JOHN BAILEY TRIO/SIDEWINDER REVIEW
Djanogly Theatre, Lakeside Arts Centre, University Park
REVIEW – by Trudie Squires
AS part of an on-going project by EmJazz (East Midlands' Jazz Consortium) providing young local jazz groups with the opportunity to work with established professional musicians, this concert featured two Nottingham groups playing challenging material and gaining inspiration from two internationally established tenor saxophonists; Julian Siegel from Nottingham, who played alongside pianist John Bailey's trio and Dave O'Higgins, from Derby who joined Sidewinder, a stimulating six-piece outfit which emerged from Nottingham's jazz scene just three years ago. The trio with Julian Siegel played the first set and proved to be a highly industrious outfit, playing in a straight-ahead style, with an intriguing mix of jazz standards and originals, penned by Bailey. These showcased Siegel's robust, full-toned tenor-sax and rich soprano-sax as well as his own fluent and constructive piano style. Paul Tripett provided subtle bass lines and was also an outstanding soloist and drummer Simon Spreyer an impeccable timekeeper. A Bailey original Falling Off Clouds highlighted his lyrical, melodic piano and featured Julian's softly contoured tenor sax. An intricate bass intro and a swiftly flowing solo from Bailey were notable contributions to a swinging version of Wayne Shorter's Footprints.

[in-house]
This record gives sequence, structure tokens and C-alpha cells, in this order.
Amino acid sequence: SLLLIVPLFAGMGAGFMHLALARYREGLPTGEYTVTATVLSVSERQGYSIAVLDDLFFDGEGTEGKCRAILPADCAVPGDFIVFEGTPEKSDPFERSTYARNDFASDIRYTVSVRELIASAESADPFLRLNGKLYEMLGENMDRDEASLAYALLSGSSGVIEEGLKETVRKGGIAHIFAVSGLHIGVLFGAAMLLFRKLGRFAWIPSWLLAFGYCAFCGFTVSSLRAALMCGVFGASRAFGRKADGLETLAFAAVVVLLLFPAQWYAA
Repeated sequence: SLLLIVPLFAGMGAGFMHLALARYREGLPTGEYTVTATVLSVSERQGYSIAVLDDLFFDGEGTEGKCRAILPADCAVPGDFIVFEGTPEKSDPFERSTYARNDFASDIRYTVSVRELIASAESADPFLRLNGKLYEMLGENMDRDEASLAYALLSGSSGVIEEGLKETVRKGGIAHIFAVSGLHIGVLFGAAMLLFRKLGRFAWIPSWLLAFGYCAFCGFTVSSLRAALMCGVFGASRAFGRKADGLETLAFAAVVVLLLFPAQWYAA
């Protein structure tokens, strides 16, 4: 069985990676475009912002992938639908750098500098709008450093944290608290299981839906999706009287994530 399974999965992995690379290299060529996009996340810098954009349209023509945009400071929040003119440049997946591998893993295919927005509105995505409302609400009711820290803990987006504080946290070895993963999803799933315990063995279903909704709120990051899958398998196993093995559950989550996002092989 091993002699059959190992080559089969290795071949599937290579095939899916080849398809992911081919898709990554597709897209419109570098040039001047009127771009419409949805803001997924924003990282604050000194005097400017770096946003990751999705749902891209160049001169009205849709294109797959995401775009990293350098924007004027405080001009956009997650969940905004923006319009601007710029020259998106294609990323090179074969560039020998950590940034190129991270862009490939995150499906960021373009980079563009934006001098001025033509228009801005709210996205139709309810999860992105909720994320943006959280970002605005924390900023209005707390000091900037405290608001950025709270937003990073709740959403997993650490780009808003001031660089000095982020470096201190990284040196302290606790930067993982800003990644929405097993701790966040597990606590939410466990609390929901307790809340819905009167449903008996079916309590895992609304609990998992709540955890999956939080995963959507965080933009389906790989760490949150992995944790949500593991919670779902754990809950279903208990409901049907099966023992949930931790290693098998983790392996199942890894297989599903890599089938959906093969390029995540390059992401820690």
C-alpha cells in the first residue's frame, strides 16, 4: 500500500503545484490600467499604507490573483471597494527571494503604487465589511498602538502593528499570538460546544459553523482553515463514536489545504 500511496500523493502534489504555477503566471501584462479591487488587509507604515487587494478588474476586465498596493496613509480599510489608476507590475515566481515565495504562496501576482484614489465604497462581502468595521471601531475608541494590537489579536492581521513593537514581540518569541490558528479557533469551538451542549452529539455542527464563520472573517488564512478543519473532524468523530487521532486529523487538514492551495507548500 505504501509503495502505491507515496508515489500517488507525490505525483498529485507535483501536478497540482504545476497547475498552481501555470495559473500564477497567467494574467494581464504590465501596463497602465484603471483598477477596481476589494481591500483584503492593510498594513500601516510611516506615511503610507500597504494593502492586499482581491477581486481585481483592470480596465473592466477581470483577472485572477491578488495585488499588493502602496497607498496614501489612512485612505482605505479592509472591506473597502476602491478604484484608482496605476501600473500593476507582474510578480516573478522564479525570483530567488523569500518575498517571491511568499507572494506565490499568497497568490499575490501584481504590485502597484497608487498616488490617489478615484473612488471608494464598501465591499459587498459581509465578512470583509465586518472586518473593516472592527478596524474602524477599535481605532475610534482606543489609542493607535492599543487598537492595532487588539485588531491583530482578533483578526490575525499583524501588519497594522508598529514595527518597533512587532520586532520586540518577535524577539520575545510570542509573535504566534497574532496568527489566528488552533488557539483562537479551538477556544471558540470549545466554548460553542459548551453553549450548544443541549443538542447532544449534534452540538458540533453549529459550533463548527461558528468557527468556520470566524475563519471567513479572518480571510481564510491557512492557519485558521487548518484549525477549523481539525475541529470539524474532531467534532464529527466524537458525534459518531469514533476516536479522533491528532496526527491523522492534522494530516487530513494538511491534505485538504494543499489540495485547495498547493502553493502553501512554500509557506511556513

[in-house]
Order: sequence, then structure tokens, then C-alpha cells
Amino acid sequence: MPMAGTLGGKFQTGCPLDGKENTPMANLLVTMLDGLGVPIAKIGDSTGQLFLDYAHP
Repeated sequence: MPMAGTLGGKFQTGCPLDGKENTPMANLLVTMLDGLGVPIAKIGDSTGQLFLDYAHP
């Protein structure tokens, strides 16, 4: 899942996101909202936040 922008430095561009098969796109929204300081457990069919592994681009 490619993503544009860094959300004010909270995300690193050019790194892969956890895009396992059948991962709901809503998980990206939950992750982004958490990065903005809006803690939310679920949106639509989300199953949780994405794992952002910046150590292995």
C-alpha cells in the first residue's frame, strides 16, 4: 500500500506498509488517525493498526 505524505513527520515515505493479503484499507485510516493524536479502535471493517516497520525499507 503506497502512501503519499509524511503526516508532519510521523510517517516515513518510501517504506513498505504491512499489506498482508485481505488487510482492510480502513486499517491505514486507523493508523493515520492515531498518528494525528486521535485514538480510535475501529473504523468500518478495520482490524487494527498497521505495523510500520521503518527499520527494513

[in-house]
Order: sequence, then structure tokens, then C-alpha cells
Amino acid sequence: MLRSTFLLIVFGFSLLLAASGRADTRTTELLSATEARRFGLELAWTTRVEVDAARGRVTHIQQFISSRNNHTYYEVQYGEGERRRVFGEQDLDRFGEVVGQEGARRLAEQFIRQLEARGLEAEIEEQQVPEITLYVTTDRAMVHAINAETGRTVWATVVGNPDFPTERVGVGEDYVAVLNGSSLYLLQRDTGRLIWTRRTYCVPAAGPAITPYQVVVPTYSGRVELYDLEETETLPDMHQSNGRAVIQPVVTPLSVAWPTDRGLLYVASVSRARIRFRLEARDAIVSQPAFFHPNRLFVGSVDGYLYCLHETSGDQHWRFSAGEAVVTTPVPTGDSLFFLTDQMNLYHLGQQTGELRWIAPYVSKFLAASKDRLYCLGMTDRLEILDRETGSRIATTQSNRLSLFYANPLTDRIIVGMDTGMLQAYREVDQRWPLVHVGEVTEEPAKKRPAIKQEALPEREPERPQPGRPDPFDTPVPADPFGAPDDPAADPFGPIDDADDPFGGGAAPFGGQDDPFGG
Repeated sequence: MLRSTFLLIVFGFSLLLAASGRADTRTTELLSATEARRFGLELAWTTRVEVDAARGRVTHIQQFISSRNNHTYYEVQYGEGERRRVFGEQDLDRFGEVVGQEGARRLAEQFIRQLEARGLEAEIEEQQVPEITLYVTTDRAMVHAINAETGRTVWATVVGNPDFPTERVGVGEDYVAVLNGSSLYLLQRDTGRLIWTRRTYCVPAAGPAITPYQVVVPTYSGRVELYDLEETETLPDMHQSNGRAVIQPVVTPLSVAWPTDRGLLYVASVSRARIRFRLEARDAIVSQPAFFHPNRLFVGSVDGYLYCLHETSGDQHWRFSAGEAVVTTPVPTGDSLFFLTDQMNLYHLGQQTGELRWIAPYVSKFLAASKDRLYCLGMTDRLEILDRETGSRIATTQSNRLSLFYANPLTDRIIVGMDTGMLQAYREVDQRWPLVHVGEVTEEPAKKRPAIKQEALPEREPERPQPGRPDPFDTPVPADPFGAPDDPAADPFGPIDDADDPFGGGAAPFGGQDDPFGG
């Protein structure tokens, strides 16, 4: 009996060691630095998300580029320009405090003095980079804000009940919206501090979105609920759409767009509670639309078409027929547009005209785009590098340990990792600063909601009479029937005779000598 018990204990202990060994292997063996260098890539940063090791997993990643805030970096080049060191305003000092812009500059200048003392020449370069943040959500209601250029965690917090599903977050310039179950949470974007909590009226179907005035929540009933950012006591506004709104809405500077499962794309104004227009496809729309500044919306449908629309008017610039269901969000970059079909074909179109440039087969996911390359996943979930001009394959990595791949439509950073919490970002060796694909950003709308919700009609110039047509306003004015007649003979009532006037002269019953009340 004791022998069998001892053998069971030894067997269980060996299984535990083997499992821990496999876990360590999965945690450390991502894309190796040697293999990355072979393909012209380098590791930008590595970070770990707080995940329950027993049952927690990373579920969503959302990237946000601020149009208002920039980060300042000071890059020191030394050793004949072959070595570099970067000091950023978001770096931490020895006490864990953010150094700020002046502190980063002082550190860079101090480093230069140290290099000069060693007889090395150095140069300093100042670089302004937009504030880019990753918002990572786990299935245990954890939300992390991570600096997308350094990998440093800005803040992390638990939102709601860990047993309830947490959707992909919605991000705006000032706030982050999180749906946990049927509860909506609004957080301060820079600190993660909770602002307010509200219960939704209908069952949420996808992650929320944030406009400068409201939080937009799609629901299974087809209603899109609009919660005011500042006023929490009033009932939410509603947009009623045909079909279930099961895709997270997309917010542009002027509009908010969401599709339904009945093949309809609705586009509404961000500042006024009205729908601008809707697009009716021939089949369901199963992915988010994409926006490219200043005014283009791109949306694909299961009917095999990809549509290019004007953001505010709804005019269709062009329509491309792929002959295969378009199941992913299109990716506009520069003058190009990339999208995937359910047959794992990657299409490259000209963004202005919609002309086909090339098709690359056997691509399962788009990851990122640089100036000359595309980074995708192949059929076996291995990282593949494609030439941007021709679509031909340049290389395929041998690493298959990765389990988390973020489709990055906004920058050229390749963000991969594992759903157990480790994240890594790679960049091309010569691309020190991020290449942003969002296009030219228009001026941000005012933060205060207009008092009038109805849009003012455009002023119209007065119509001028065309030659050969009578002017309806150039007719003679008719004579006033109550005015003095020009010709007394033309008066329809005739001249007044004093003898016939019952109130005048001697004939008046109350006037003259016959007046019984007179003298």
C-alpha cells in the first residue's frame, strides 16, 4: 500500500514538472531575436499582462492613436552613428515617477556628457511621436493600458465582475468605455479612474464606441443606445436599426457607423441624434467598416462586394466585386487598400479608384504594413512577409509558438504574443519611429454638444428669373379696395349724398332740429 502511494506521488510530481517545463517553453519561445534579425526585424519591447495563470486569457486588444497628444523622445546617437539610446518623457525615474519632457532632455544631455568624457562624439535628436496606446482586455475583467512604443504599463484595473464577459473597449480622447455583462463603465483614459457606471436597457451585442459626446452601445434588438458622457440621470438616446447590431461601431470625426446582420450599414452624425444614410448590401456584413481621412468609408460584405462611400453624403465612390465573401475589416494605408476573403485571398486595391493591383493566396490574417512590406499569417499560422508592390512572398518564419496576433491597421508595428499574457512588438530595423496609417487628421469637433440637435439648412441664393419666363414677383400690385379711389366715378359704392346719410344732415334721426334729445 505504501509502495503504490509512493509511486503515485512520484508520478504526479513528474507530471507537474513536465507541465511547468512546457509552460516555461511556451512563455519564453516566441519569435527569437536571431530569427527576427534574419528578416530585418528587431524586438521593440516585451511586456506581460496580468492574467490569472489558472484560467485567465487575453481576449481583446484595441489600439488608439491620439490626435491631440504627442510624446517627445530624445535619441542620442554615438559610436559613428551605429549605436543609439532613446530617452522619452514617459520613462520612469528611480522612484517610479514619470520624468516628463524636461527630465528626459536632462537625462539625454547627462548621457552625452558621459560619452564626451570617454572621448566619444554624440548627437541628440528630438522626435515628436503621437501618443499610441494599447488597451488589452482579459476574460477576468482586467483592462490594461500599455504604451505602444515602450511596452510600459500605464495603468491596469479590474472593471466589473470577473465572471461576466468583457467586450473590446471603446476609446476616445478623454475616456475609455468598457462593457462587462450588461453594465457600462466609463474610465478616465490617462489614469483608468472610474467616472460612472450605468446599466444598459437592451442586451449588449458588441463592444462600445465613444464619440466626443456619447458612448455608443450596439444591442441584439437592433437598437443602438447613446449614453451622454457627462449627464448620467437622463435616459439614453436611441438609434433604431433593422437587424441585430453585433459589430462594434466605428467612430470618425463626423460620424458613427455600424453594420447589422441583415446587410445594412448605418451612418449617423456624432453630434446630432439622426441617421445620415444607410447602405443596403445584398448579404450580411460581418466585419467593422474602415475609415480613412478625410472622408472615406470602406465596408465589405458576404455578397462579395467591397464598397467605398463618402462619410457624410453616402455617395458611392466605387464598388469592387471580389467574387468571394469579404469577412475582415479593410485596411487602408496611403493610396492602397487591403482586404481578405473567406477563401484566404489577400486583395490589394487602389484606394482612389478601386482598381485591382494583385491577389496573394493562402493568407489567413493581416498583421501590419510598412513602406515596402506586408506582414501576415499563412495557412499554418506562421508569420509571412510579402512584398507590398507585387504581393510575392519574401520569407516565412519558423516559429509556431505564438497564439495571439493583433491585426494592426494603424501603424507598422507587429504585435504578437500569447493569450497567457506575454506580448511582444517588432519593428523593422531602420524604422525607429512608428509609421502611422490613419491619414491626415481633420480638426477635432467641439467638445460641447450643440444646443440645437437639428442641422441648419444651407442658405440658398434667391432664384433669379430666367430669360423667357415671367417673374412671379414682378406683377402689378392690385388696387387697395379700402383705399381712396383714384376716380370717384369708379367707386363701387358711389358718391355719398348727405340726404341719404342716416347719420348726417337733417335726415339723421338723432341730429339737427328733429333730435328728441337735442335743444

Dave O'Higgins was somewhat less involved with Sidewinder, playing the second set. Indeed, it was the group's own tenor-saxist, Toby Kennedy, who stole the limelight in the early numbers playing innovative solos with an earthy, vigorous sound. Sidewinder fused jazz, contemporary sounds and made explorations into electronica via Chris Johnson's keyboards and Matt Southall, who was in charge of the electronic wizardry and samplers. The band's set was devoted to ambitious originals, written by band members and with great soloists in Benny Lee (trumpet) and Gareth Bailey (trombone) and the band's superb rocking drummer. Dave O'Higgins was featured on Irregular Enough, where his tenor was given a "squeezy" sound when played through an electronic device. Miles Away . . . But Still Running, calmed things down and featured Lee's tight muted trumpet and Kennedy's tenor-sax. The group's version of Sidewinder was something completely different to the well-loved version by Lee Morgan, but featured the full line-up with Dave O'Higgins' soprano-sax in a thoughtful mood.